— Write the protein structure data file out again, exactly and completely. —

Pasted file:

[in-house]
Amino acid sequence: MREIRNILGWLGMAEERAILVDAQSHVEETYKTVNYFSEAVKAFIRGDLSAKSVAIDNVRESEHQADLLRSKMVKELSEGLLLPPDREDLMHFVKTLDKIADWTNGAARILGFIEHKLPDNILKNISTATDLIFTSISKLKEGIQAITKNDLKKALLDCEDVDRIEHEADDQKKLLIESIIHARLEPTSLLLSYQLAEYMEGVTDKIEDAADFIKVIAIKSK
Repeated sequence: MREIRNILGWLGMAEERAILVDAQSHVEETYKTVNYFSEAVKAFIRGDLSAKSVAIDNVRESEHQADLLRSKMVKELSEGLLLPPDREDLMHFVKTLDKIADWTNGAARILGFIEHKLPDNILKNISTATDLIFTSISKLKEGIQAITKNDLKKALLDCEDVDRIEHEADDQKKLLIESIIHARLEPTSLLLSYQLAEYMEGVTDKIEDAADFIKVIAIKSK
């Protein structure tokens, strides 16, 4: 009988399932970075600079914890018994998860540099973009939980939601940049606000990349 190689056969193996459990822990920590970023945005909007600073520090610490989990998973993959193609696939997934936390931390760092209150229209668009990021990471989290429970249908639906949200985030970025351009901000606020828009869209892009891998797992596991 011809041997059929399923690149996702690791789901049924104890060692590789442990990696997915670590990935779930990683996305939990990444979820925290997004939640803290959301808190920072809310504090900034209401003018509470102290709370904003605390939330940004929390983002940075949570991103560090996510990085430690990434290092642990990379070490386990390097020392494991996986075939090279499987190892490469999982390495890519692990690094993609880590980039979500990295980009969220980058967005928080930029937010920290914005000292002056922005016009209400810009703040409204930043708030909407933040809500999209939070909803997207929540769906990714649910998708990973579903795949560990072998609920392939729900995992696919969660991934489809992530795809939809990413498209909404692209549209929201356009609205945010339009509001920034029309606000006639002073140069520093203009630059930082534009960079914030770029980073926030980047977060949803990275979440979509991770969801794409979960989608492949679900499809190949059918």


[in-house]
Amino acid sequence: MREIRNILGWLGMAEERAILVDAQSHVEETYKTVNYFSEAVKAFIRGDLSAKSVAIDNVRESEHQADLLRSKMVKELSEGLLLPPDREDLMHFVKTLDKIADWTNGAARILGFIEHKLPDNILKNISTATDLIFTSISKLKEGIQAITKNDLKKALLDCEDVDRIEHEADDQKKLLIESIIHARLEPTSLLLSYQLAEYMEGVTDKIEDAADFIKVIAIKSK
Repeated sequence: MREIRNILGWLGMAEERAILVDAQSHVEETYKTVNYFSEAVKAFIRGDLSAKSVAIDNVRESEHQADLLRSKMVKELSEGLLLPPDREDLMHFVKTLDKIADWTNGAARILGFIEHKLPDNILKNISTATDLIFTSISKLKEGIQAITKNDLKKALLDCEDVDRIEHEADDQKKLLIESIIHARLEPTSLLLSYQLAEYMEGVTDKIEDAADFIKVIAIKSK
């Protein structure tokens, strides 16, 4: 009988399932970075600079914890018994998860540099973009939980939601940049606000990349 190689056969193996459990822990920590970023945005909007600073520090610490989990998973993959193609696939997934936390931390760092209150229209668009990021990471989290429970249908639906949200985030970025351009901000606020828009869209892009891998797992596991 011809041997059929399923690149996702690791789901049924104890060692590789442990990696997915670590990935779930990683996305939990990444979820925290997004939640803290959301808190920072809310504090900034209401003018509470102290709370904003605390939330940004929390983002940075949570991103560090996510990085430690990434290092642990990379070490386990390097020392494991996986075939090279499987190892490469999982390495890519692990690094993609880590980039979500990295980009969220980058967005928080930029937010920290914005000292002056922005016009209400810009703040409204930043708030909407933040809500999209939070909803997207929540769906990714649910998708990973579903795949560990072998609920392939729900995992696919969660991934489809992530795809939809990413498209909404692209549209929201356009609205945010339009509001920034029309606000006639002073140069520093203009630059930082534009960079914030770029980073926030980047977060949803990275979440979509991770969801794409979960989608492949679900499809190949059918």